Tuesday, October 1, 2013

The Art Loss Register

The great stories from the nefarious underside of the art world have led to enhanced security measures in museums and private homes; however, these stories also spark speculation on what can be done post-theft when security measures fail. The art world does, in fact, have its own “Batman”.
blog_image-20131001The Art Loss Register is a London-based company with the world’s largest private database of lost and stolen art, antiquities, and collectibles. The Register offers a range of services including item registration and search and recovery services to collectors, the art trade, insurers, and worldwide law enforcement agencies.
Over the last two decades, the Register has developed into an increasingly essential part of art investigation worldwide. Like Batman, however, the Register has its supporters and its dissenters. As Kate Taylor and Lorne Manly recently reported in The New York Times, the Register is subject to much criticism. The title of their article aptly states how the Register has been “Tracking Stolen Art, for Profit, and Blurring a Few Lines”.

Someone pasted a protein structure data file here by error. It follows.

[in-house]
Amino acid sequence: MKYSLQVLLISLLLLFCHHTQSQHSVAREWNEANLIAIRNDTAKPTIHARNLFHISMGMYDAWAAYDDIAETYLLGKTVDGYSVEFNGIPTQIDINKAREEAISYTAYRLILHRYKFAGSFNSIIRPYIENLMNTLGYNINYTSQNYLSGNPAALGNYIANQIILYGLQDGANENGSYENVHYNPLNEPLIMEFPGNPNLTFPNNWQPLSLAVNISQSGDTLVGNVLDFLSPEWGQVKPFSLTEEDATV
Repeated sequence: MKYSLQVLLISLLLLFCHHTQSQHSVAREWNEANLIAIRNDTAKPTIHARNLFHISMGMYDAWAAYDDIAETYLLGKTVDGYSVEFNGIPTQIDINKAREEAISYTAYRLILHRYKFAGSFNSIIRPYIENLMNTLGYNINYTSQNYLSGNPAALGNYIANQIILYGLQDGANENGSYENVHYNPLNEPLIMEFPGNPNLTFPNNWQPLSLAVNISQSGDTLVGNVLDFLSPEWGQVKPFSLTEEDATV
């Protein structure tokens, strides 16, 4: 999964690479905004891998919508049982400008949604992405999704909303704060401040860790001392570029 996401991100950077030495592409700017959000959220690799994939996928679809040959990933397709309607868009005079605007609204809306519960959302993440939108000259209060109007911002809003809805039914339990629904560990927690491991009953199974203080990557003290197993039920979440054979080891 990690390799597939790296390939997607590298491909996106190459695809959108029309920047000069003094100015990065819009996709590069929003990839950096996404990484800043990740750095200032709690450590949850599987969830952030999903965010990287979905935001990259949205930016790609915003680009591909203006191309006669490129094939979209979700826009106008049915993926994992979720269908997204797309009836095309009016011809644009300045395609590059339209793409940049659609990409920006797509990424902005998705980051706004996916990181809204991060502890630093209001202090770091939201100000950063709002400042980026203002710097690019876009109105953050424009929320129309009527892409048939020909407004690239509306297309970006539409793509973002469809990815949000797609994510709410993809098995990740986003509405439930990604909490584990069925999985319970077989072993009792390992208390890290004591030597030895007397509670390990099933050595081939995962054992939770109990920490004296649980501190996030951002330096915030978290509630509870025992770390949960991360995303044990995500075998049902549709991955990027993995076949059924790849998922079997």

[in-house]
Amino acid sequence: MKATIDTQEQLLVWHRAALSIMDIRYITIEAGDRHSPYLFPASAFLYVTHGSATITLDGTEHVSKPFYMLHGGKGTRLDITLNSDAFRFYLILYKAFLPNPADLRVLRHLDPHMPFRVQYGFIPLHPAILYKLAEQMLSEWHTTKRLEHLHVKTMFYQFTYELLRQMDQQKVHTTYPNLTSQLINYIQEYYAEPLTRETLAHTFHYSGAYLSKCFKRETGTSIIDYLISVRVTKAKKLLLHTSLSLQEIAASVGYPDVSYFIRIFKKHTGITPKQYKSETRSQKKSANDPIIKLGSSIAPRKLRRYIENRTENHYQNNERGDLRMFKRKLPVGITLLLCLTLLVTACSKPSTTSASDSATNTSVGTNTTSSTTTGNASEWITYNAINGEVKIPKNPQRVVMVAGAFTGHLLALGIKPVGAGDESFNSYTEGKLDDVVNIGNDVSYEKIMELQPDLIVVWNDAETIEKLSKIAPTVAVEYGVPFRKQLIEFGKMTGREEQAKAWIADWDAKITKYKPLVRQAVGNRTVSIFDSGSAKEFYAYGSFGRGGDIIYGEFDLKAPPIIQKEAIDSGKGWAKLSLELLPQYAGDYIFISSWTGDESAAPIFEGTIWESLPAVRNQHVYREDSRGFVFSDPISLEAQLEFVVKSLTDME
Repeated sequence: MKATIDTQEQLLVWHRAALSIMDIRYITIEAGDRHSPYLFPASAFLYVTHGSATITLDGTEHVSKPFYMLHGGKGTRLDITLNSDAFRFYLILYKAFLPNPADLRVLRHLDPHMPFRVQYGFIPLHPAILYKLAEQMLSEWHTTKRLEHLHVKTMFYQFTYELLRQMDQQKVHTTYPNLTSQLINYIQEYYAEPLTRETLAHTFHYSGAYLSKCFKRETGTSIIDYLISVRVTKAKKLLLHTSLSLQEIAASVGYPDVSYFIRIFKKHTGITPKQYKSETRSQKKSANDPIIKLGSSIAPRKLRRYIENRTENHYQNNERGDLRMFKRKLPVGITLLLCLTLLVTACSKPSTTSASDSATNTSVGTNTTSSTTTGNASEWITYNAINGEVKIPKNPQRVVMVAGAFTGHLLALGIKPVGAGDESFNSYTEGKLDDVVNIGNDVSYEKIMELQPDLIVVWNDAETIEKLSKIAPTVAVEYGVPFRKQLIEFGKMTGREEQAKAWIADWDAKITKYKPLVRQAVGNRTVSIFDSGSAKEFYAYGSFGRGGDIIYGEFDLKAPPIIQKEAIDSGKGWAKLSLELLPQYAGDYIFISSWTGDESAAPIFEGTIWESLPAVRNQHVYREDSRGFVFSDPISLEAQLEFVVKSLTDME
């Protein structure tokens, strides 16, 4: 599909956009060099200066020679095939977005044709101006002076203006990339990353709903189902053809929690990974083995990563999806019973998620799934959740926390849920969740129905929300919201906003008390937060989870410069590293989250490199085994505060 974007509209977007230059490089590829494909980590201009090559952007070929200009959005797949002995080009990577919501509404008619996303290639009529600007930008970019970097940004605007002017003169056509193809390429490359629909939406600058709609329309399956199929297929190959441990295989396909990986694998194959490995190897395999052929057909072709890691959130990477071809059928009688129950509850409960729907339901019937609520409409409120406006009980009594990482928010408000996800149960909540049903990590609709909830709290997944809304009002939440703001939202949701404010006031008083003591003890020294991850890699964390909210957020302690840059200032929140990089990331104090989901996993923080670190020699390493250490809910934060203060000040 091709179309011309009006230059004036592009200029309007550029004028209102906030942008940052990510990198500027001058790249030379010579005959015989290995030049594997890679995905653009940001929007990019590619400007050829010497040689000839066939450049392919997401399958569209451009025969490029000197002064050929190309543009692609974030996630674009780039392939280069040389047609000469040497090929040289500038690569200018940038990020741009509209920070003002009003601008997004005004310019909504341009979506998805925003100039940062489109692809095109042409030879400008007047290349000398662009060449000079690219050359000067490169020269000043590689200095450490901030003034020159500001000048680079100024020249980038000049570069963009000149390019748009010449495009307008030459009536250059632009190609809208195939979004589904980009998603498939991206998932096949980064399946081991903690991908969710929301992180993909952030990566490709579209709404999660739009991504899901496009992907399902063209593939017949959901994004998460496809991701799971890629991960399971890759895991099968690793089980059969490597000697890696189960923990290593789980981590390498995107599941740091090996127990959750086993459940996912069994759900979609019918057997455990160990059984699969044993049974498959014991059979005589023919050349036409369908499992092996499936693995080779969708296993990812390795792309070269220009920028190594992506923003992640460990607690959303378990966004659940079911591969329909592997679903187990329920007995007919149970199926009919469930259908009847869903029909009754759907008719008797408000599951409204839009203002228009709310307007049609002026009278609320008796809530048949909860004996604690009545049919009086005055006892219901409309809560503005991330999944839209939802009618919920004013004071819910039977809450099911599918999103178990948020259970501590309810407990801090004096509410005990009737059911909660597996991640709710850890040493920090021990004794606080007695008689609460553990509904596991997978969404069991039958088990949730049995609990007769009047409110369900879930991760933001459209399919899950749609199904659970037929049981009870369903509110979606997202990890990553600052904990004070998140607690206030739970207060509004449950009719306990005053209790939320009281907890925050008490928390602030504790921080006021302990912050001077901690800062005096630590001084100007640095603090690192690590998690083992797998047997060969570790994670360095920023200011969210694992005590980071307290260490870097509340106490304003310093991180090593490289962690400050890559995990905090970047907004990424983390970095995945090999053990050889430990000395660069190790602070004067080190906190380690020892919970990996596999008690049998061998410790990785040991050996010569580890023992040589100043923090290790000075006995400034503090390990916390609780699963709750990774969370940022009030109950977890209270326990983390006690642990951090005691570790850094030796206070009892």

While billions of dollars’ worth of art is stolen every year law enforcement often has too few resources to prioritize its recovery; the Register acts to fill that void. The Register has used its private database to recover more than $250 million worth of art. The company has, however, drawn criticism for its “hardball” tactics, with some claiming that its methods push both ethical and legal boundaries. Of considerable concern is how the Register earns fees from insurers and victims of theft by acting as a “bounty hunter”. The Register approaches potential clients offering its services to track down their stolen work, in addition to collecting fees both from victims of theft who wish to list their stolen items and from dealers, collectors, and insurers who wish to search the database to check that a work is “clean”.
The Register essentially leverages its knowledge, disclosing the information stored within its private database in order to turn profits. Many would argue that this information should be given over to official authorities. People continue to use the Register for one very apparent reason—lack of alternatives. Lack of profitability and harsh criticism, however, leave the future of the Register uncertain.
There is a desperate need for a business like the Art Loss Register to police the Art Market—which is highly lucrative but often unregulated. There are the sole detectives in New York City and Los Angeles dedicated to art crime, the team of fourteen agents with specialized training with F.B.I., and the three officers of the Scotland Yard’s arts and antiquities unit. The lack of manpower as well as the databases managed by the Scotland Yard, Interpol and F.B.I. are not sufficient. What alternatives are there?

Originally posted by Sally Johnson on CulturalSecurity.net.